Referring to FIG. 6 the computed altitude circuit 16 produces the computed altitude rate signal hC on line 26 by blending the barometric rate signal hB with a radio rate signal hR below a predetermined radio altitude hRMAX. The radio altitude signal is differentiated by a differentiator circuit 54 and applied to a first multiplier circuit 56. A multiplier K having values from 0 to 1.0 as a function of radio altitude is produced by a function generator circuit 58. The value 1-K produced by a summing junction 60 is also applied to the first multiplier 56 resulting in the value (1-K) hR on a plus terminal of a summing junction 62. A second input to the summing junction 62 is the quantity K hB produced by a second multiplier circuit 64. The second multiplier circuit 64 receives the barometric rate signal over line 14 and the multiplier K from function generator circuit 58. In operation the circuit 16 will produce a computed altitude rate signal hC that at hRMIN and below is equal to radio altitude rate and at hRMAX is equal to barometric altitude rate. The computed altitude rate hC is proportional to the flight path angle γ and serves as an approximation of the flight path angle at any given airspeed. Thus, the computed altitude rate signal hC is applied to the logic circuit 46 and serves as the γ input to the warning envelope. Alternatively, the hC signal could be divided by the airspeed to obtain the γ signal as is done in FIG. 8.
In addition, the computed altitude circuit 16 includes a detector circuit 66 responsive to radio altitude on line 12 to start a timer circuit 68 at lift off. The timer 68 inputs to a limiter circuit 70 that outputs a signal over a line 72 to the function generator circuit 58 that has the effect of making the value of K equal to 1.0 a predetermined time after the aircraft lifts off the runway.
As discussed above the warning curve of FIG. 4 is shifted to the left as a function of a decreasing rate of airspeed. A function generator circuit 78 in FIG. 6 responds to the airspeed rate signal on line 48 and serves by means of line 80 to bias the output of logic circuit 46 to provide a warning at greater flight path angles as a function of increasing negative airspeed rate.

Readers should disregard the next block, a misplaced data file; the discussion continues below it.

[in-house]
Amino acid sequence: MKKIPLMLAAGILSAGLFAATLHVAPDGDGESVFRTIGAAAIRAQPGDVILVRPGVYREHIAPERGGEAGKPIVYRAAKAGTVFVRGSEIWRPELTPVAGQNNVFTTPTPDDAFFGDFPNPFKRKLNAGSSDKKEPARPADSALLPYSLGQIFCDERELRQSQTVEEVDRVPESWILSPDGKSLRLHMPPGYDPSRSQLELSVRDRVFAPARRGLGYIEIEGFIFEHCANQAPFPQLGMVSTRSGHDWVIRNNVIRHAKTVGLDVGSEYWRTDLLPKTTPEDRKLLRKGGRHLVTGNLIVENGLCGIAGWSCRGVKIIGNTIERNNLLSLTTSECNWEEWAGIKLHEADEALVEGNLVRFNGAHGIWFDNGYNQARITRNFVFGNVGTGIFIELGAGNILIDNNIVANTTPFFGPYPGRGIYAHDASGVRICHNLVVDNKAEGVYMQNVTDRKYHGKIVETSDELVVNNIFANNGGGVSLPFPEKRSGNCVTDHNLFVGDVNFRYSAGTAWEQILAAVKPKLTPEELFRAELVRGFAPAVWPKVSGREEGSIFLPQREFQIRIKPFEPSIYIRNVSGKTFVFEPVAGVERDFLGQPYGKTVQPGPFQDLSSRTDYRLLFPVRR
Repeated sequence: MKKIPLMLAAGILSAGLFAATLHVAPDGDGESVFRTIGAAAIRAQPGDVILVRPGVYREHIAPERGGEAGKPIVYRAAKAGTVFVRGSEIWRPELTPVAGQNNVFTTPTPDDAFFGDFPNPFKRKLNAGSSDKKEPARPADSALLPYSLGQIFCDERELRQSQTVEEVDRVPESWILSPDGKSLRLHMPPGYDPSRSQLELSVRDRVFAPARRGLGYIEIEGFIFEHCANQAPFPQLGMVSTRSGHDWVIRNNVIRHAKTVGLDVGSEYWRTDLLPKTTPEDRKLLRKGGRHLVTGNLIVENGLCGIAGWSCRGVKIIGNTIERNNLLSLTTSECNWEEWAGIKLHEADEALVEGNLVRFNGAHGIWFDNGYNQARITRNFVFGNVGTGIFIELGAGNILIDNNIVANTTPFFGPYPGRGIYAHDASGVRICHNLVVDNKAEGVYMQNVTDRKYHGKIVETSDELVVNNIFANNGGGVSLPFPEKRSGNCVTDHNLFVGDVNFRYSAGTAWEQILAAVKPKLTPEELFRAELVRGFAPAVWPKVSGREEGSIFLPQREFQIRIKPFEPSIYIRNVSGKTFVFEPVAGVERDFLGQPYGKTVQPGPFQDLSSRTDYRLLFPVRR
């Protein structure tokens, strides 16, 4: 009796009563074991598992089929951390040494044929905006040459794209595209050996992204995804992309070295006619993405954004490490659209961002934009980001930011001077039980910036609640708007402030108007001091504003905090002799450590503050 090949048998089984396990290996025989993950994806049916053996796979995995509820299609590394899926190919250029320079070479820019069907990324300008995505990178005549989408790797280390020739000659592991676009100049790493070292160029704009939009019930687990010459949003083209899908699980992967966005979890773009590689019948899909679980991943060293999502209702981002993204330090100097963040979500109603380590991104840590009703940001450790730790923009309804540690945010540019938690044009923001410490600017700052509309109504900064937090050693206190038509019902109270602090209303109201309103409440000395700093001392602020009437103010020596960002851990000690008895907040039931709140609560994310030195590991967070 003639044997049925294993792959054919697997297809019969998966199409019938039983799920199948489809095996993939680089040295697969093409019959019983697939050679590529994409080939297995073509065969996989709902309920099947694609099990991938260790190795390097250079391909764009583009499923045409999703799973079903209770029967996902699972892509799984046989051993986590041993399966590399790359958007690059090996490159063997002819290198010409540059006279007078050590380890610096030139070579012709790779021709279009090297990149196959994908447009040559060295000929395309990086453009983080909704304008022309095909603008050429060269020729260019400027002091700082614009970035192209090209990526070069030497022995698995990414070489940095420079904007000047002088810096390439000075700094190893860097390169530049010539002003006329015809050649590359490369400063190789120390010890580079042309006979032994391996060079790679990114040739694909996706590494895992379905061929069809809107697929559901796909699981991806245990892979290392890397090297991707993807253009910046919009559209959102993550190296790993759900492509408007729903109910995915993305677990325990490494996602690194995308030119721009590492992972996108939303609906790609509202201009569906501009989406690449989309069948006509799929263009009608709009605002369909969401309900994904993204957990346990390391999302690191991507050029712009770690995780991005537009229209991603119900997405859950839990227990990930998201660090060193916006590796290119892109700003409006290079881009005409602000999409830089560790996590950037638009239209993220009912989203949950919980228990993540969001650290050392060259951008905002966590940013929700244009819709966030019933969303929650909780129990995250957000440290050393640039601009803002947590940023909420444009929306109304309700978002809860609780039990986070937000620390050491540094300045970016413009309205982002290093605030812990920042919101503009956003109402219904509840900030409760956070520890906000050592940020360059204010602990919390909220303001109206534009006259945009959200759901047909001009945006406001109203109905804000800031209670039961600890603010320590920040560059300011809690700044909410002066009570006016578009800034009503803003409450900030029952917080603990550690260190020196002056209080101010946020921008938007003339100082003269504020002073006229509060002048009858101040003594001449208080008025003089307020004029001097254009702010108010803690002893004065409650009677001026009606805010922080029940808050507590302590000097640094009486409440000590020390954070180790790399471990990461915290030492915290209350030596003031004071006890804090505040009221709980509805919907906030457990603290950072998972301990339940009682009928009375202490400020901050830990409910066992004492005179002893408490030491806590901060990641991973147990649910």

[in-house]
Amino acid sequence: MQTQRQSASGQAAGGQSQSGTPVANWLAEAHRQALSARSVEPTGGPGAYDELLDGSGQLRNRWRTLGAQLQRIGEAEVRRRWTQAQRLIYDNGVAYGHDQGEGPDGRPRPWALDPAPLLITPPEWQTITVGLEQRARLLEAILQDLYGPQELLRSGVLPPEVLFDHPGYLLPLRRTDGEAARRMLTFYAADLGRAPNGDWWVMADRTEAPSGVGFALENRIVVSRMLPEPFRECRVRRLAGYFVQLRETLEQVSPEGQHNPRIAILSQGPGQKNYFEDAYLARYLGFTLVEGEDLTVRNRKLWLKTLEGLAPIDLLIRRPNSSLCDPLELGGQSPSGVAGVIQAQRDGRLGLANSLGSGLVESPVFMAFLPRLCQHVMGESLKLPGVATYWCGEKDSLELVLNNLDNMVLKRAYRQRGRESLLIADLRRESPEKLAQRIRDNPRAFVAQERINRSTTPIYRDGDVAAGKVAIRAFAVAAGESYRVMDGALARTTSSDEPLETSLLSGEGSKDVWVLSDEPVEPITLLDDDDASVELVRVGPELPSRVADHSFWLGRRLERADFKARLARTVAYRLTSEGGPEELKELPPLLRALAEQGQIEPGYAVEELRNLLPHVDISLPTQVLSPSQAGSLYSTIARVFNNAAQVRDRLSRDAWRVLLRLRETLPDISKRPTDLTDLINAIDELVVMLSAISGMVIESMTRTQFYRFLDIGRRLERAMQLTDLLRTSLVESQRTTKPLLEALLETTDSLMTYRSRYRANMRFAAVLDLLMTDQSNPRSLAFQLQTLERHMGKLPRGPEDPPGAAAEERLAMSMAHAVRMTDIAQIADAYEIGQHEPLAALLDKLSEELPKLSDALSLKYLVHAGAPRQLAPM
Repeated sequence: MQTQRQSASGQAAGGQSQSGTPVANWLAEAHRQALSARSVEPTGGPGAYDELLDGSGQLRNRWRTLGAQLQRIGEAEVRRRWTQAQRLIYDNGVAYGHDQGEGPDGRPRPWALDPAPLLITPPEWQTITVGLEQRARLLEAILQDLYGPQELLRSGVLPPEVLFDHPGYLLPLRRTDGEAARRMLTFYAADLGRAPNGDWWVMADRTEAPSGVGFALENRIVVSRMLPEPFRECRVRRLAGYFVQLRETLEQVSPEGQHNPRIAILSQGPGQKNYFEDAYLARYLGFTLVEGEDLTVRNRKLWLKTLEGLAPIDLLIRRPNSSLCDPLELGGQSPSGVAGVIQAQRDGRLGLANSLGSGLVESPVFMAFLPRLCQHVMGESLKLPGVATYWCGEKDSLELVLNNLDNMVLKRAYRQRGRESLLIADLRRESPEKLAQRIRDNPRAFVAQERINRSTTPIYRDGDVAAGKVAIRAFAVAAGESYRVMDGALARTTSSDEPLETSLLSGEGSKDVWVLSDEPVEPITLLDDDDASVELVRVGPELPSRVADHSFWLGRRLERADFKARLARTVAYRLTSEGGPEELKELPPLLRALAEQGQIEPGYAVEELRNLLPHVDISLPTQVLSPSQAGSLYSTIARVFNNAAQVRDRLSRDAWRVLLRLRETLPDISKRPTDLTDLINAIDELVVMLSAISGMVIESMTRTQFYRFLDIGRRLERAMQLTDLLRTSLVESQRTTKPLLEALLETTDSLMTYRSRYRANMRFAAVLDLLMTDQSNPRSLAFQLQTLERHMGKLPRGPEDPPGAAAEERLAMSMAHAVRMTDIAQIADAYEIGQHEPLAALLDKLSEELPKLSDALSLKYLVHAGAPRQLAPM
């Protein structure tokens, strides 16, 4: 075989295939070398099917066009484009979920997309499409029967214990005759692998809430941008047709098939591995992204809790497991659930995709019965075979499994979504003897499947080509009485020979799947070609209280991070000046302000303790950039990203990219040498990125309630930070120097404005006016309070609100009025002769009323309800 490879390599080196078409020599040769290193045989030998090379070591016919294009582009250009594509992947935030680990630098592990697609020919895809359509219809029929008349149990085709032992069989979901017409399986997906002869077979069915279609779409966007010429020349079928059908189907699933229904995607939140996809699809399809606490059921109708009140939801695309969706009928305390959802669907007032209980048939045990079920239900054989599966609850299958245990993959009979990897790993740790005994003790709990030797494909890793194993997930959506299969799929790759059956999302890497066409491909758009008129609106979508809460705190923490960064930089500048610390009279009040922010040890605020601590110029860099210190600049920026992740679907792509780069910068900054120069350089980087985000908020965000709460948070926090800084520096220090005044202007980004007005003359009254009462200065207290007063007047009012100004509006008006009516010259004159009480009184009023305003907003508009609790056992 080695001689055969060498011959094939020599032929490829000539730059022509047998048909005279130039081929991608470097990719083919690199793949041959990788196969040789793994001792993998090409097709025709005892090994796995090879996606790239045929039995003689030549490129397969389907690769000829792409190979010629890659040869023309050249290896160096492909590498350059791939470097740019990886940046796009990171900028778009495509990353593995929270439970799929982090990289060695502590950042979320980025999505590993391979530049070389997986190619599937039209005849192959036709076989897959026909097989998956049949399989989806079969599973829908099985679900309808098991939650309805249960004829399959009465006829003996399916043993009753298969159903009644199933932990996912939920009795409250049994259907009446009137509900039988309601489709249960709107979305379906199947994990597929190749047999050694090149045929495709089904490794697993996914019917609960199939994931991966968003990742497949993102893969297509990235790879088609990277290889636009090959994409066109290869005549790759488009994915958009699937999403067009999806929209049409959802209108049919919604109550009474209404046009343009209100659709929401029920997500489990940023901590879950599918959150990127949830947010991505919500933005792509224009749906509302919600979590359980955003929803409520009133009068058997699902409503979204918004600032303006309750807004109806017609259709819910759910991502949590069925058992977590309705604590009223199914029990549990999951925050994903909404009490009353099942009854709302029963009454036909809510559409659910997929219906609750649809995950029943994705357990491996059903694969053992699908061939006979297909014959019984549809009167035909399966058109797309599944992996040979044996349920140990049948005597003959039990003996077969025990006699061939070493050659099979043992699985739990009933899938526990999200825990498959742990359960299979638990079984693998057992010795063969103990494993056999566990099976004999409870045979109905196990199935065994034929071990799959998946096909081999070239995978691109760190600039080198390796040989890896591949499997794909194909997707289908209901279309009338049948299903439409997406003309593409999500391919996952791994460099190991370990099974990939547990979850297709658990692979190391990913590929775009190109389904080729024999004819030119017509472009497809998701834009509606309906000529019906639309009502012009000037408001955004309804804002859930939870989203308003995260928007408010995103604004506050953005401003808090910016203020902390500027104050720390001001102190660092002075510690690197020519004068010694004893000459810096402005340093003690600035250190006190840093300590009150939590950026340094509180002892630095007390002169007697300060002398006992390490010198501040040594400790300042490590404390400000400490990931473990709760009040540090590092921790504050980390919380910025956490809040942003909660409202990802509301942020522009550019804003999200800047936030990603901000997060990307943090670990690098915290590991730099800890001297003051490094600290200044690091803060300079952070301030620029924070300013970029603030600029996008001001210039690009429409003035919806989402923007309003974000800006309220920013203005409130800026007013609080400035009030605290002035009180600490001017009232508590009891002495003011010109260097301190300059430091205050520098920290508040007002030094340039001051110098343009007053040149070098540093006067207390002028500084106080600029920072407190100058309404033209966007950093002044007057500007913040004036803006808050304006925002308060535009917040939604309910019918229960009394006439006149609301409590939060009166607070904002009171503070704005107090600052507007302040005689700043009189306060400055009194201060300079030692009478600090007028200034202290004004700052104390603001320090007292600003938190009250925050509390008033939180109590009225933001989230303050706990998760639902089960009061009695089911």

With respect to the flight path angle warning, once a warning has been generated by the circuit 46 indicating that the aircraft may have an unsafe flight path angle, it is considered desirable to provide the air crew with guidance as to what action will tend to maximize the safety of the aircraft. Logic which can form a portion of the warning logic 28 of FIG. 1 is shown in FIG. 6. A stall margin signal α- αs from the signal source 10 is applied over a line 82 to a comparator circuit 84. If the stall margin signal indicates that the aircraft's angle of attack α is within a predetermined amount of the stick shaker angle of attack αs, the comparator 84 will apply a logic signal over a line 86 to an OR gate 88. A positive logic output from gate 88 will cause an aural warning such as "ADD THRUST" to be generated by the warning logic 28. The flight path logic 46 will put out a signal suggesting that the pitch attitude or flight path angle of the aircraft is too low. Normally the preferred aural warning will be "NOSE UP" or "PITCH UP" to indicate that the aircraft pitch attitude should be increased due the proximity to the ground. However, if the stall margin logic signal on line 86 indicates that the aircraft attitude is already close to stall, a "PITCH UP" type advisory may be inappropriate. Therefore, an AND gate 90 serves to inhibit the "PITCH UP" warning when the aircraft is approaching stall. In the preferred embodiment of the invention, the "ADD THRUST" advisory will always be generated since added thrust should always be considered by the air-crew when in difficulty close to the ground.
Note that the circuit of FIG. 6 includes a circuit 92, a limiter 94 and a summing junction 96 to provide a stall margin rate lead term to the comparator 84. This will speed the response of the circuit 84 if the rate of increase of angle of attack should indicate a rapid pitch up of the aircraft. Operation of this circuit is illustrated by FIG. 7.